The agency is communicating with more urgency, even as it gathers information, and working to develop reliable tests more quickly
Mandy Cohen was sworn in as the 20th director of the Centers for Disease Control and Prevention during the summer of 2023 after Rochelle Walensky, who led the agency during the peak of the COVID-19 pandemic, retired.
Cohen led North Carolina’s pandemic response effort, in her position at the state’s Department of Health and Human Services. She also served as chief operating officer and chief of staff of the Centers for Medicare and Medicaid Services and worked in the private sector.
From her position at the CDC, Cohen has seen first-hand how the agency has changed in response to lessons learned during the COVID-19 pandemic. She shared her insights at a recent event at the Johns Hopkins University Bloomberg Center:
- Communicating rapidly and clearly.
In the past, Cohen said, the CDC wanted to wait to share updates until it felt like it had gathered all the relevant information. Now, the agency is trying to provide piecemeal updates as it studies an issue.
She pointed to the way the CDC communicated about the COVID-19 2.86 variant as evidence of the transformation.
“What you saw us do within days of identifying [the strain] was communicating with the public to say ‘This is what we know. This is what we don’t know. And here’s what we’re working on and we’re going to be back to tell you more,’” she said.
2. Making public health a “team sport.”
Cohen spoke about the importance of the government, academia, and private sector working together to advance public health.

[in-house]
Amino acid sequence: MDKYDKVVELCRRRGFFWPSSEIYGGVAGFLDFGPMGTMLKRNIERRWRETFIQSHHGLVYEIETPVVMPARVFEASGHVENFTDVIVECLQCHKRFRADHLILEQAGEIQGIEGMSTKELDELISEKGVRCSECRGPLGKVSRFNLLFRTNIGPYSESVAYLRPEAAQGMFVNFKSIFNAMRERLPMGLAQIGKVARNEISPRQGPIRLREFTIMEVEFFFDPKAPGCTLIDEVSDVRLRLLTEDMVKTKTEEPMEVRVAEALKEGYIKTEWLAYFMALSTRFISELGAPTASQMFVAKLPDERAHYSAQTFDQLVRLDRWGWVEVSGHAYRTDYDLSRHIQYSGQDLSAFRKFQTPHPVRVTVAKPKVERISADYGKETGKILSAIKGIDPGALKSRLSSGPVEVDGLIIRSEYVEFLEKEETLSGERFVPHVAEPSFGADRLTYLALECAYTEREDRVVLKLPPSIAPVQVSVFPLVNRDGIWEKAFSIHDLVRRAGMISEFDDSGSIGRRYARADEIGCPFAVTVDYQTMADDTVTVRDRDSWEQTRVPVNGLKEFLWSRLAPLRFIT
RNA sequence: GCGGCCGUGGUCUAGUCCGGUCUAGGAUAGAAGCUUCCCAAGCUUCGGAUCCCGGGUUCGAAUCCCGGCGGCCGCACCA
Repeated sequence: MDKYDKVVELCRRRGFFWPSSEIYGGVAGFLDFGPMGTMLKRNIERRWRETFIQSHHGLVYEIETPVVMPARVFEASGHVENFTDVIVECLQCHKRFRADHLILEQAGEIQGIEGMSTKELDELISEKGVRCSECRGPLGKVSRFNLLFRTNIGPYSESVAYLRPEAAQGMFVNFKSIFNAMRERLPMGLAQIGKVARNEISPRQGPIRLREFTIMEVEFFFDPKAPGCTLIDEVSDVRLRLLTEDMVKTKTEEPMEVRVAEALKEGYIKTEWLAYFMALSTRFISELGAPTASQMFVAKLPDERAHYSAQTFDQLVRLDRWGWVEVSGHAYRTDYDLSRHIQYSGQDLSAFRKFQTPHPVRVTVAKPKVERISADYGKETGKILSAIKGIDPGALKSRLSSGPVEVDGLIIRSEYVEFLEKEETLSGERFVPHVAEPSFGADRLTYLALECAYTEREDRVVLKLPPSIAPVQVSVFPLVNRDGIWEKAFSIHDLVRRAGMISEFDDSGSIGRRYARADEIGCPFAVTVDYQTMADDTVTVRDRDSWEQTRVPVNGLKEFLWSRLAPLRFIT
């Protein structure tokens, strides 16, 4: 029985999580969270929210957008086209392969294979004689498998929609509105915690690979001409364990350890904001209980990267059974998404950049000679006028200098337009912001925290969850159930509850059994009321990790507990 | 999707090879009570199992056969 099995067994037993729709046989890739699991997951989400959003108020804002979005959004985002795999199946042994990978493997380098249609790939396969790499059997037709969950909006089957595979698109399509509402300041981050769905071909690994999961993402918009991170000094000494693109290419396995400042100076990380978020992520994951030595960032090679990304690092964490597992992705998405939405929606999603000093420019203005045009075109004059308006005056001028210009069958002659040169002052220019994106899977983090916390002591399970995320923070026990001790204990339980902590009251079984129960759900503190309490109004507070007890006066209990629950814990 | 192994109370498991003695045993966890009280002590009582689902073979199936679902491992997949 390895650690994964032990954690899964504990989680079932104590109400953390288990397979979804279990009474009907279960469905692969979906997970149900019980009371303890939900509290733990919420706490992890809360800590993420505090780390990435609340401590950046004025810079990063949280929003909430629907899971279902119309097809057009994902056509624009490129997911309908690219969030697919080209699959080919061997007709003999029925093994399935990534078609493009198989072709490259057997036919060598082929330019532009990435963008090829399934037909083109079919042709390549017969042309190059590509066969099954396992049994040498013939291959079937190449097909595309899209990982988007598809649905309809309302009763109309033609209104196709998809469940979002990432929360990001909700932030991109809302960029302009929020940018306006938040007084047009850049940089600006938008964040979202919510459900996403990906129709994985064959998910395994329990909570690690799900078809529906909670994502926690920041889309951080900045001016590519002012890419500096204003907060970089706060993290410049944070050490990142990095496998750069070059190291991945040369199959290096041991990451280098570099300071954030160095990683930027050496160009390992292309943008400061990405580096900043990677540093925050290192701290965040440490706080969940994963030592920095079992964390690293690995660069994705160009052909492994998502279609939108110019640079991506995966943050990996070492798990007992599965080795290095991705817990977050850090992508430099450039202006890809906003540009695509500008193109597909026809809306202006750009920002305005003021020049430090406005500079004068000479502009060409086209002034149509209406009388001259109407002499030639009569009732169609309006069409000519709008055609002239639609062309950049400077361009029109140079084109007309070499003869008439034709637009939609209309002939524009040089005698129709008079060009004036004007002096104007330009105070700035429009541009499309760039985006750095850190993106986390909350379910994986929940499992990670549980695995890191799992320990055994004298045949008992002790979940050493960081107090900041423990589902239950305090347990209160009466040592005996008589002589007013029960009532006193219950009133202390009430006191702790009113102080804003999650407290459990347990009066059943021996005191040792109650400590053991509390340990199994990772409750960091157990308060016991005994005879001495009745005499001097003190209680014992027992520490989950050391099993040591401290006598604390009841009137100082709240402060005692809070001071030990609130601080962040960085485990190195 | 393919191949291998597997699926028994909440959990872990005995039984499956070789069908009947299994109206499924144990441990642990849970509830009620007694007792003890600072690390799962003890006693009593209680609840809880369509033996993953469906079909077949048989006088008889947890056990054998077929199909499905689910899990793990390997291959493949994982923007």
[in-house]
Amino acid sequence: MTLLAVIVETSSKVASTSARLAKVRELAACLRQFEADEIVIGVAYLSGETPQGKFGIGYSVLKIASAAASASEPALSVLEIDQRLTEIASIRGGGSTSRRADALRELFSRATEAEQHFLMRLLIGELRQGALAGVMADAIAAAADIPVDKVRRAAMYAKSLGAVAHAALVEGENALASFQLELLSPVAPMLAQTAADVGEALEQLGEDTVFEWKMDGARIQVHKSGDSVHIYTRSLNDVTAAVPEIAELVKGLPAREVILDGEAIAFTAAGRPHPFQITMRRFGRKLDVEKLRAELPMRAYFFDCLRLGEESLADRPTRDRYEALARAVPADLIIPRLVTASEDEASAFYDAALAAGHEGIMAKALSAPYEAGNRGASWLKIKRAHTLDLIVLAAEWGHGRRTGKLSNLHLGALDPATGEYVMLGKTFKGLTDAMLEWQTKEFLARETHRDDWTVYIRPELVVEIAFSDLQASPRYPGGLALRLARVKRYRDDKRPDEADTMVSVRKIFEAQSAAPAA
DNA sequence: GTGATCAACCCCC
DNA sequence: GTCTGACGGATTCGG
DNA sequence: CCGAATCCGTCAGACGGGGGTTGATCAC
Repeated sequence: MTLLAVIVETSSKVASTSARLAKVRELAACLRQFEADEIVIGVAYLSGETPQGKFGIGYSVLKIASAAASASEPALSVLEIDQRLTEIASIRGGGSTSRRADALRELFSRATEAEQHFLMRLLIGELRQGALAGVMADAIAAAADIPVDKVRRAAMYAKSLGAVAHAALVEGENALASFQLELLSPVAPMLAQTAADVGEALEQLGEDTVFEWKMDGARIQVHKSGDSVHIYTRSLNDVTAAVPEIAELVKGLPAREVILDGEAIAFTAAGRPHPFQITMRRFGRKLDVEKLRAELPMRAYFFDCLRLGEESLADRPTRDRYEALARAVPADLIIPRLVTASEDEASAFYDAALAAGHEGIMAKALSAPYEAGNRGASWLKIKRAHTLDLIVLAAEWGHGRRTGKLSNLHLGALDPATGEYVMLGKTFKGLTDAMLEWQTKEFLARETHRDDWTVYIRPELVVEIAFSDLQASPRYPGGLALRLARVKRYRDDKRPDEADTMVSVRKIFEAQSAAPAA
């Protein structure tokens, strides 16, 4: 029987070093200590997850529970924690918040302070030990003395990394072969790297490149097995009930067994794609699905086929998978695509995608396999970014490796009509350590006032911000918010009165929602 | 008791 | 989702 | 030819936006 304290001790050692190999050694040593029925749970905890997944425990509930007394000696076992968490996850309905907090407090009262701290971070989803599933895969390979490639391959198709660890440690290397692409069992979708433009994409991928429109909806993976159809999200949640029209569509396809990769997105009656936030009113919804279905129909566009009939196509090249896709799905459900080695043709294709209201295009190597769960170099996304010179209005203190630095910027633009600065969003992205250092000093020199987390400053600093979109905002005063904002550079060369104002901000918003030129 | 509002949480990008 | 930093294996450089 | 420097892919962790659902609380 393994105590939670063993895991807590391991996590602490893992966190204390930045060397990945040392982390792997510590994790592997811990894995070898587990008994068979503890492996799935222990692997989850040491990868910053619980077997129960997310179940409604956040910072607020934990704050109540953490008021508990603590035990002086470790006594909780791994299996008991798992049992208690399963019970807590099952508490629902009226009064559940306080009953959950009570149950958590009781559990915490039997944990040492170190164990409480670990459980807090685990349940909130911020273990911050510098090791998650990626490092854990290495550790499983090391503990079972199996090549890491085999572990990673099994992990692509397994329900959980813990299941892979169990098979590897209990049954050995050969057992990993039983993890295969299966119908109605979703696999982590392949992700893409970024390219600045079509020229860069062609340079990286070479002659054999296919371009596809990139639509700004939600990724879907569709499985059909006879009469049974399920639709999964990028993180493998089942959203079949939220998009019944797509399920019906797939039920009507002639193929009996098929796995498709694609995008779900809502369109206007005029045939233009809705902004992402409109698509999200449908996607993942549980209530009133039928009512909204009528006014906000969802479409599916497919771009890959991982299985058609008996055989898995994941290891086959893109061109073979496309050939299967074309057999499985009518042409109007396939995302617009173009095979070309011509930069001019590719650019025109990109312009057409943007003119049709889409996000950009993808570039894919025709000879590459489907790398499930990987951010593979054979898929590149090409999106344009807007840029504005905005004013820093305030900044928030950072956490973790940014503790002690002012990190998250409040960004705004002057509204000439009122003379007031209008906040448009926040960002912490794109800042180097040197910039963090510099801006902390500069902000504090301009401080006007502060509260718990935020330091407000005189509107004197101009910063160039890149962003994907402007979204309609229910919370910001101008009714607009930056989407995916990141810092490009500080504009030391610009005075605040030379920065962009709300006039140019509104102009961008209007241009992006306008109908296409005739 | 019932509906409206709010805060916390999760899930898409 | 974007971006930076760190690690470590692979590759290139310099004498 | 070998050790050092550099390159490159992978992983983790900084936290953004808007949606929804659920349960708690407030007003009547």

“Protecting health is a team sport,” she said. “We really need to be thinking collectively about how the health delivery system and public health.”
For example, to encourage parents to give their babies the new RSV vaccine, the CDC partnered with the American Medical Association, the American Academy of Pediatrics, and the Centers for Medicare and Medicaid Services to develop a billing code for both the vaccine administration and counseling for it.
“We can’t just recommend a vaccine and sort of assume that our job is done,” Cohen said. “It’s to really make sure we’re following through all the steps of the process.”
3. Improving laboratory tests.
Early in the pandemic, the CDC struggled to produce an accurate and reliable COVID-19 test. In response, the agency, then led by Walensky, restructured the lab and put in new quality control checks to prevent a similar issue in the future.
“We can never be in a position where we can’t test people for a disease when it’s all across the country,” she said.
The rollout of monkeypox tests, which brought together the public and private sector, could serve as a model going forward, Cohen said.
The event was organized and hosted by the Johns Hopkins Center for Health Security; the center’s director, Tom Inglesby, who recently served as senior adviser for testing on the White House COVID-19 Response Team, moderated the conversation.